Information Collection and Use

We require site users to register with Mondaq (and its affiliate sites) to view the free information on the site. We also collect information from our users at several different points on the websites: this is so that we can customise the sites according to individual usage, provide 'session-aware' functionality, and ensure that content is acquired and developed appropriately. This gives us an overall picture of our user profiles, which in turn shows to our Editorial Contributors the type of person they are reaching by posting articles on Mondaq (and its affiliate sites) – meaning more free content for registered users.

We are only able to provide the material on the Mondaq (and its affiliate sites) site free to site visitors because we can pass on information about the pages that users are viewing and the personal information users provide to us (e.g. email addresses) to reputable contributing firms such as law firms who author those pages. We do not sell or rent information to anyone else other than the authors of those pages, who may change from time to time. Should you wish us not to disclose your details to any of these parties, please tick the box above or tick the box marked "Opt out of Registration Information Disclosure" on the Your Profile page. We and our author organisations may only contact you via email or other means if you allow us to do so. Users can opt out of contact when they register on the site, or send an email to with “no disclosure” in the subject heading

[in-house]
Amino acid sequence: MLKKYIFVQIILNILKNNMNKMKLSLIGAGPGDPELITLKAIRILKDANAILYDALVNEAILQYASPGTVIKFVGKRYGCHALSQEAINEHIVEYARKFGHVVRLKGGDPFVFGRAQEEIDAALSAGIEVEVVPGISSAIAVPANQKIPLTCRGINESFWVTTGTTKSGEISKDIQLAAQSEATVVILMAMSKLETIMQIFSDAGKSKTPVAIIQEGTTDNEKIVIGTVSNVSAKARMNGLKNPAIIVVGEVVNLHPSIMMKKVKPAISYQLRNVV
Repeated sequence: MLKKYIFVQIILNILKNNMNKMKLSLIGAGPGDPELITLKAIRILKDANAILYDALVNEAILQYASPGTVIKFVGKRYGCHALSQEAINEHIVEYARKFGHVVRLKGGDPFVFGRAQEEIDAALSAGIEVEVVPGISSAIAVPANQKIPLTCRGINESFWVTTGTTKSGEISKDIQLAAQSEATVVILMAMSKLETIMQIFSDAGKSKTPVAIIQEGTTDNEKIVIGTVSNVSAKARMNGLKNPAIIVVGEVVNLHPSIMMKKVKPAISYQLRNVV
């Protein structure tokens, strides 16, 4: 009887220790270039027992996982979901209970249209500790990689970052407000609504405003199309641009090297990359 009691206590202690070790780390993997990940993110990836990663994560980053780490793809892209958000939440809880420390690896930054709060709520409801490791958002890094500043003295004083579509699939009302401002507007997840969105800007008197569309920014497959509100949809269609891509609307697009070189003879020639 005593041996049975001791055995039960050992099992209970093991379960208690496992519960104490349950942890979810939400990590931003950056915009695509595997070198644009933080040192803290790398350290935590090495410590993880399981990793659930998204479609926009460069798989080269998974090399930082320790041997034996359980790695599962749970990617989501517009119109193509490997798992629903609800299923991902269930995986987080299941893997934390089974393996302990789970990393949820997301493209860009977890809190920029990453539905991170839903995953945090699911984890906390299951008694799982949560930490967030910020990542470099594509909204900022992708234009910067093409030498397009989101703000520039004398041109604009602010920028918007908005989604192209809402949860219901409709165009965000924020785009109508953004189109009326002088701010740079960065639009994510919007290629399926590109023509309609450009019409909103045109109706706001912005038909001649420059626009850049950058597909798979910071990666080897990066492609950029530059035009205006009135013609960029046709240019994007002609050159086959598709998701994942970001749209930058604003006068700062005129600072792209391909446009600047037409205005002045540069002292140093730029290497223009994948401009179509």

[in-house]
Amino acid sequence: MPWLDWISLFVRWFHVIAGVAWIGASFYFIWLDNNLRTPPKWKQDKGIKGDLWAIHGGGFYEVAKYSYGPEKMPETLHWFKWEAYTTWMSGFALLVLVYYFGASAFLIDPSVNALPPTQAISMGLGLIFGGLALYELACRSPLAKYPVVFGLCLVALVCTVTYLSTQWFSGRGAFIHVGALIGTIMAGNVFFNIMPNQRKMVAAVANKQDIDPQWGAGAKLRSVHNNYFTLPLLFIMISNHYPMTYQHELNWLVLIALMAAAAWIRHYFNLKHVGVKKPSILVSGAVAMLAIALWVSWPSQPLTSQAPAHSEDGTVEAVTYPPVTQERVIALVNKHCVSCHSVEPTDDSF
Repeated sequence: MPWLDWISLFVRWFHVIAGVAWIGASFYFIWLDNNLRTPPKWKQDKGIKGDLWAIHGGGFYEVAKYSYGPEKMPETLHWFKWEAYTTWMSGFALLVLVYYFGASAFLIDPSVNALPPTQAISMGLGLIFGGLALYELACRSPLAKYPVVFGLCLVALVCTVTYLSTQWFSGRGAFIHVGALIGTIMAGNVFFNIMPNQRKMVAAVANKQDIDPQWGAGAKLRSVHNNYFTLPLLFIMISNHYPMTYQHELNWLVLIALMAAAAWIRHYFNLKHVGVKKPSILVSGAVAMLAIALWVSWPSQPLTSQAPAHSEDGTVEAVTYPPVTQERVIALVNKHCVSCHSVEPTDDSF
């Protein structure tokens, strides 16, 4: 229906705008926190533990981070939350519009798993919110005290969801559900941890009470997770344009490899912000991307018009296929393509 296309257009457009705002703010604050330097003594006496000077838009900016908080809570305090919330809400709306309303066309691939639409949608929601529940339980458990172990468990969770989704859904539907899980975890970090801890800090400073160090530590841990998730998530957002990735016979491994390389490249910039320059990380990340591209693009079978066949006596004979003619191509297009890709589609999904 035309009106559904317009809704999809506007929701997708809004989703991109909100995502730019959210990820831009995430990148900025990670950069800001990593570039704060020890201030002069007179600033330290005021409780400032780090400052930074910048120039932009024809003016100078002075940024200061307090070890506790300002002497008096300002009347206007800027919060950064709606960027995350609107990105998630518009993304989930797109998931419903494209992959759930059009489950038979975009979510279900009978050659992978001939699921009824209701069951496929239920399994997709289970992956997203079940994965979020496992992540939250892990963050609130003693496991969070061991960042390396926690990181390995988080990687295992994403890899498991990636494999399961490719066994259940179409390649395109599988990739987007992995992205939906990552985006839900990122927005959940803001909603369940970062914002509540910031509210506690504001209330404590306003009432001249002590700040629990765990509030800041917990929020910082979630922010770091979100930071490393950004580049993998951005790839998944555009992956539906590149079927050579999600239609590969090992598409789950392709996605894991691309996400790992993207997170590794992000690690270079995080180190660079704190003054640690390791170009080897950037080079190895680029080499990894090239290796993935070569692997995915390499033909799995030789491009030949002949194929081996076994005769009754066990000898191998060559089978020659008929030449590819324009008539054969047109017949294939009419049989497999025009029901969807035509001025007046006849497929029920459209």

Mondaq News Alerts

In order to receive Mondaq News Alerts, users have to complete a separate registration form. This is a personalised service where users choose regions and topics of interest and we send it only to those users who have requested it. Users can stop receiving these Alerts by going to the Mondaq News Alerts page and deselecting all interest areas. In the same way users can amend their personal preferences to add or remove subject areas.